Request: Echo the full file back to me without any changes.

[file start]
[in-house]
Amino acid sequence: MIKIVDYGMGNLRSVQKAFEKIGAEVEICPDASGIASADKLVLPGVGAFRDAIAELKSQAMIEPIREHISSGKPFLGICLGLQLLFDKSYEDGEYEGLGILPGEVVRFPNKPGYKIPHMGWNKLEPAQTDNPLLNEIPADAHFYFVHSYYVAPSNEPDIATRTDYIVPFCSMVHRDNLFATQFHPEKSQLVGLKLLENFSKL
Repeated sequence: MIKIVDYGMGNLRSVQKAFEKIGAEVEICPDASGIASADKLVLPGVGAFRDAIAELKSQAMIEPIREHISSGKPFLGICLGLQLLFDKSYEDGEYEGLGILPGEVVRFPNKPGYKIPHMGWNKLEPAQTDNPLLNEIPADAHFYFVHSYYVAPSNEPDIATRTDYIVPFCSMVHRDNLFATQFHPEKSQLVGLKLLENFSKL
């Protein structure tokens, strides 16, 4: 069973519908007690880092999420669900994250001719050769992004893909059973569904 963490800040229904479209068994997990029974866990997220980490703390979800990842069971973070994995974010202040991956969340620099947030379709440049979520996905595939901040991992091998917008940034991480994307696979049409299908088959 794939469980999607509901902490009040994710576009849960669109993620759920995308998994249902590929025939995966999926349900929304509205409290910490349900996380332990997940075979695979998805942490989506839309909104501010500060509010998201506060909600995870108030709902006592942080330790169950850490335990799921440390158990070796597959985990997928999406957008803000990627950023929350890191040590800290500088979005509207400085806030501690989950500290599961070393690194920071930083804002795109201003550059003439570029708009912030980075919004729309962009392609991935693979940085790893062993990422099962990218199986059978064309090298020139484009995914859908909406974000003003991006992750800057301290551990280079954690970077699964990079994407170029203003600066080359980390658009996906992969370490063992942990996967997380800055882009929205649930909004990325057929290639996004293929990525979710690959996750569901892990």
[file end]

[in-house]
Amino acid sequence: MIKIVDYGMGNLRSVQKAFEKIGAEVEICPDASGIASADKLVLPGVGAFRDAIAELKSQAMIEPIREHISSGKPFLGICLGLQLLFDKSYEDGEYEGLGILPGEVVRFPNKPGYKIPHMGWNKLEPAQTDNPLLNEIPADAHFYFVHSYYVAPSNEPDIATRTDYIVPFCSMVHRDNLFATQFHPEKSQLVGLKLLENFSKL
Repeated sequence: MIKIVDYGMGNLRSVQKAFEKIGAEVEICPDASGIASADKLVLPGVGAFRDAIAELKSQAMIEPIREHISSGKPFLGICLGLQLLFDKSYEDGEYEGLGILPGEVVRFPNKPGYKIPHMGWNKLEPAQTDNPLLNEIPADAHFYFVHSYYVAPSNEPDIATRTDYIVPFCSMVHRDNLFATQFHPEKSQLVGLKLLENFSKL
């Protein structure tokens, strides 16, 4: 069973519908007690880092999420669900994250001719050769992004893909059973569904 963490800040229904479209068994997990029974866990997220980490703390979800990842069971973070994995974010202040991956969340620099947030379709440049979520996905595939901040991992091998917008940034991480994307696979049409299908088959 794939469980999607509901902490009040994710576009849960669109993620759920995308998994249902590929025939995966999926349900929304509205409290910490349900996380332990997940075979695979998805942490989506839309909104501010500060509010998201506060909600995870108030709902006592942080330790169950850490335990799921440390158990070796597959985990997928999406957008803000990627950023929350890191040590800290500088979005509207400085806030501690989950500290599961070393690194920071930083804002795109201003550059003439570029708009912030980075919004729309962009392609991935693979940085790893062993990422099962990218199986059978064309090298020139484009995914859908909406974000003003991006992750800057301290551990280079954690970077699964990079994407170029203003600066080359980390658009996906992969370490063992942990996967997380800055882009929205649930909004990325057929290639996004293929990525979710690959996750569901892990």